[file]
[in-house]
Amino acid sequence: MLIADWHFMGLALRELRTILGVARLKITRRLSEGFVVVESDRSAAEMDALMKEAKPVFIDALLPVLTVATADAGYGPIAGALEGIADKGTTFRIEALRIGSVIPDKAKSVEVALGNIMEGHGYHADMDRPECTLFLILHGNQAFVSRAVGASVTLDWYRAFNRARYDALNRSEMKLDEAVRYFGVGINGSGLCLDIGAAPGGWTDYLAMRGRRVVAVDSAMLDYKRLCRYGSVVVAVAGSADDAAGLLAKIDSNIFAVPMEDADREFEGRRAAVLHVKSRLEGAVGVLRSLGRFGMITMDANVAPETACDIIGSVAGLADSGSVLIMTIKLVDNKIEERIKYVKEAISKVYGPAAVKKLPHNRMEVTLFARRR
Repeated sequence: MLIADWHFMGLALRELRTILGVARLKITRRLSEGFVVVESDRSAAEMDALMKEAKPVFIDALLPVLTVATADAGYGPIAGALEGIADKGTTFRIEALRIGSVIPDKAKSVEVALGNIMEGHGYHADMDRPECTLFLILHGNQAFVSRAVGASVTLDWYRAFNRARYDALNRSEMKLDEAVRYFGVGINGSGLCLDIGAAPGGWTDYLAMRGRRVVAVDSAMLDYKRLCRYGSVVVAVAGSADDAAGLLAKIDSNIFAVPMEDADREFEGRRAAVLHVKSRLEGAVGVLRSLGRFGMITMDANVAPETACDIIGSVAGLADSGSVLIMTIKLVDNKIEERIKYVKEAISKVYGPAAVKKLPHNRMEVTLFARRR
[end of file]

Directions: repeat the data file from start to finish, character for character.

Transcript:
[in-house]
Amino acid sequence: MLIADWHFMGLALRELRTILGVARLKITRRLSEGFVVVESDRSAAEMDALMKEAKPVFIDALLPVLTVATADAGYGPIAGALEGIADKGTTFRIEALRIGSVIPDKAKSVEVALGNIMEGHGYHADMDRPECTLFLILHGNQAFVSRAVGASVTLDWYRAFNRARYDALNRSEMKLDEAVRYFGVGINGSGLCLDIGAAPGGWTDYLAMRGRRVVAVDSAMLDYKRLCRYGSVVVAVAGSADDAAGLLAKIDSNIFAVPMEDADREFEGRRAAVLHVKSRLEGAVGVLRSLGRFGMITMDANVAPETACDIIGSVAGLADSGSVLIMTIKLVDNKIEERIKYVKEAISKVYGPAAVKKLPHNRMEVTLFARRR
Repeated sequence: MLIADWHFMGLALRELRTILGVARLKITRRLSEGFVVVESDRSAAEMDALMKEAKPVFIDALLPVLTVATADAGYGPIAGALEGIADKGTTFRIEALRIGSVIPDKAKSVEVALGNIMEGHGYHADMDRPECTLFLILHGNQAFVSRAVGASVTLDWYRAFNRARYDALNRSEMKLDEAVRYFGVGINGSGLCLDIGAAPGGWTDYLAMRGRRVVAVDSAMLDYKRLCRYGSVVVAVAGSADDAAGLLAKIDSNIFAVPMEDADREFEGRRAAVLHVKSRLEGAVGVLRSLGRFGMITMDANVAPETACDIIGSVAGLADSGSVLIMTIKLVDNKIEERIKYVKEAISKVYGPAAVKKLPHNRMEVTLFARRR